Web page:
The three plays included here are the recent winners of an annual theatre award given out, since 2008, by The Hindu, the MetroPlus Playwright Award. Indeed, The Hindu editor-in-chief N Ram introduces the volume, recalling his newspaper’s ‘close involvement with theatre’. The 2008 winner, Majumdar’s ‘Harlesden High Street’, is set on a street in immigrant-heavy West London, capturing aspirations amidst powerful feelings of dislocation and mundane frustration. Through the interlinked lives of three of its protagonists, the play shows the subtle differences in the concept of home and identity between first- and second-generation immigrants.
Prashant Prakash and Kalki Koechlin’s ‘The Skeleton Woman’, the winner for 2009, combines an Inuit folktale and a modern-day love story to portray the life of a fisherman-turned-writer and his wife who, despite being vicious at times, remains steady support as he struggles with unfinished writings. The play fluctuates between imagination and reality, while a startling twist at the end left this reader captivated.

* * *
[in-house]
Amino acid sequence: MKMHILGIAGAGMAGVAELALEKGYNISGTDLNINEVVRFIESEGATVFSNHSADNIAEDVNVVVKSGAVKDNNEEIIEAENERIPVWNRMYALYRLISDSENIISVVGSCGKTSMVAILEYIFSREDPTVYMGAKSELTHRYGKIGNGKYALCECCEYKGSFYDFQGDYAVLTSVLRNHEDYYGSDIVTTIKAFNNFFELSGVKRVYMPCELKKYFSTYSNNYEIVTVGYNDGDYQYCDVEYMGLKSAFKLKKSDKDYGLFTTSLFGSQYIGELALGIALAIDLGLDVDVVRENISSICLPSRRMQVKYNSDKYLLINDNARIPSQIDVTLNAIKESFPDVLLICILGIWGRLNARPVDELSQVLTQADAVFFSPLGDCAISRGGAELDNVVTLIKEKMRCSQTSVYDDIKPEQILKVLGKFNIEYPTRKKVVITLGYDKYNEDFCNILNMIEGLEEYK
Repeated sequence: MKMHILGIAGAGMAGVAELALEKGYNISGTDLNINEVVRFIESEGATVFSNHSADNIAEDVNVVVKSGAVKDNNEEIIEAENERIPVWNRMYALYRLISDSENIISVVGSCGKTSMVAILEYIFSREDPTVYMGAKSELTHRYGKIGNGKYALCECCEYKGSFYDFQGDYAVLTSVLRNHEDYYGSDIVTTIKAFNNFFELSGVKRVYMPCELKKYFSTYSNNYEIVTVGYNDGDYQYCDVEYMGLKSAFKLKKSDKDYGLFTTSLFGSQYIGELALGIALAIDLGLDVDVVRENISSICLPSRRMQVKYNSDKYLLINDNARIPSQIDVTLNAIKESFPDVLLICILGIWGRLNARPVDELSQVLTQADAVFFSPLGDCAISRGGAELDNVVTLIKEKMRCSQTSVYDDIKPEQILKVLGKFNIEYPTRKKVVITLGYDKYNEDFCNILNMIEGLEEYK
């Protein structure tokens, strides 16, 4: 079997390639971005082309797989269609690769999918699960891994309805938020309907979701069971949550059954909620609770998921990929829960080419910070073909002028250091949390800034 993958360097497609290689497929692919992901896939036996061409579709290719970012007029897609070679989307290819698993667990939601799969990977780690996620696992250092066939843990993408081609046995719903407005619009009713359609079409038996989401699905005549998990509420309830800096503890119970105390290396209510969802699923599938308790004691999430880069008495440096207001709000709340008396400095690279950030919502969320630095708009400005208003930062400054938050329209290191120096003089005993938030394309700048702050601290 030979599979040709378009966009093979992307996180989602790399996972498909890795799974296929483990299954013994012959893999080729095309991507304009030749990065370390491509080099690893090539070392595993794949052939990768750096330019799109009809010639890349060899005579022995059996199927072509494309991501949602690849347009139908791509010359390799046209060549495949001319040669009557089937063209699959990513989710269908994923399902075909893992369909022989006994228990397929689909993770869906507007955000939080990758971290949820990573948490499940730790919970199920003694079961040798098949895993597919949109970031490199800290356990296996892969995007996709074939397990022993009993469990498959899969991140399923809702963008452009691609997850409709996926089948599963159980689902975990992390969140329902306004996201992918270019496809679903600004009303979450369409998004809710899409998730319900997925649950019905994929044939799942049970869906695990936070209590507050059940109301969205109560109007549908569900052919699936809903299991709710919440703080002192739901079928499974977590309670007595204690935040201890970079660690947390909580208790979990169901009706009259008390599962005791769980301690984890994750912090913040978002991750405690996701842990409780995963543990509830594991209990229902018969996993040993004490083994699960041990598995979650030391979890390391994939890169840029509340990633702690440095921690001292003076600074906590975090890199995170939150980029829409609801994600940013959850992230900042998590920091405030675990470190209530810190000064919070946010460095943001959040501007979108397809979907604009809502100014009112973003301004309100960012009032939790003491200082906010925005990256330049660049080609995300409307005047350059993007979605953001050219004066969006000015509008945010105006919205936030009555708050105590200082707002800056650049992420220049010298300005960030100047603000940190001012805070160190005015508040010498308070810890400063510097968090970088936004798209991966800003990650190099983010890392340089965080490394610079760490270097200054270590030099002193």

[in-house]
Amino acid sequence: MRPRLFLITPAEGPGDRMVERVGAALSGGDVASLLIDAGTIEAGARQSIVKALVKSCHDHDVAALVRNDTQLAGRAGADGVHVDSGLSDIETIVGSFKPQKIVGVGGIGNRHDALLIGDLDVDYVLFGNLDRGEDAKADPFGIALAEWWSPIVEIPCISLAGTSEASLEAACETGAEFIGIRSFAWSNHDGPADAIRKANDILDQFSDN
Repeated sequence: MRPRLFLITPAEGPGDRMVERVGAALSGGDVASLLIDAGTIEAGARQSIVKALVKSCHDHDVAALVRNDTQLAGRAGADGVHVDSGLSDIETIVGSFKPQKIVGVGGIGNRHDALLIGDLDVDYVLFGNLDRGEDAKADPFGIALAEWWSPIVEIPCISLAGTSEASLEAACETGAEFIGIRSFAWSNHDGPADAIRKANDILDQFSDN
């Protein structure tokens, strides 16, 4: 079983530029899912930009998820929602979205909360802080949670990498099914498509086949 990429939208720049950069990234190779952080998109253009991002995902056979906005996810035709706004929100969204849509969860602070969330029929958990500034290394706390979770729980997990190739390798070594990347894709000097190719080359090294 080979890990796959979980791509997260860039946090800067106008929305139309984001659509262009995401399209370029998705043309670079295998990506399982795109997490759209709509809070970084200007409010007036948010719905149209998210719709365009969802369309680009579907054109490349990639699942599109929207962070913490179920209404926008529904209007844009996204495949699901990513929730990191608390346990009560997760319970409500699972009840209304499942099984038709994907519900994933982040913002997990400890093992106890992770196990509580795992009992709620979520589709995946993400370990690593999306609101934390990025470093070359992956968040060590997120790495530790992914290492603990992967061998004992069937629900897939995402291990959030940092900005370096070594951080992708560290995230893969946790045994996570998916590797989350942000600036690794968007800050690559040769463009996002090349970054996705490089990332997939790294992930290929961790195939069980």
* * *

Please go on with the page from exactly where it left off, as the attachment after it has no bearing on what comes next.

Finally, ‘Taramandal’, by Neel Chaudhuri, the 2010 winner, extends Satyajit Ray’s short story ‘Patol Babu, Film Star’ while digging deep into the lives of actors whose ambition of stardom has been cut short. Parallel stories are woven around the story of the protagonist, whose excitement is blunted when he finds out that his only role in his first feature film is to crash with the lead character and utter an ‘Oh!’ Chaudhuri uses a host of characters to illustrate multiple tales of aspiration, creativity and heartbreak. (Prarthana Bhattarai)
Romila Thapar addresses invitees at the
Southasian relaunch of Himal Southasian,
IIC, New Delhi, January 2013.
The archive: 25 years of Southasia
China, Southasia and India
On May 19 2013, newly appointed Chinese Premier Li Keqiang arrived in New Delhi for a series of meetings with Indian Prime Minister Manmohan Singh. The visit is Keqiang's first outside of China since assuming power in March.
From our archive:
Purna Basnet discusses Chinese engagement in Nepal vis-a-vis security issues in Tibet and broader geo-strategic plans in Southasia (April 2011).
Fatima Chowdury relates the story of Calcutta's Indian Chinese community through the lens of political and economic upheavals in Southasia and China (May 2009).
Simon Long notes the importance of the Sino-Indian relationship for the rest of Southasia (September 2006).
J.N Dixit ruminates on the strategic concerns of the 'Middle Kingdom' in the wake of India's 1998 nuclear tests (June 1998).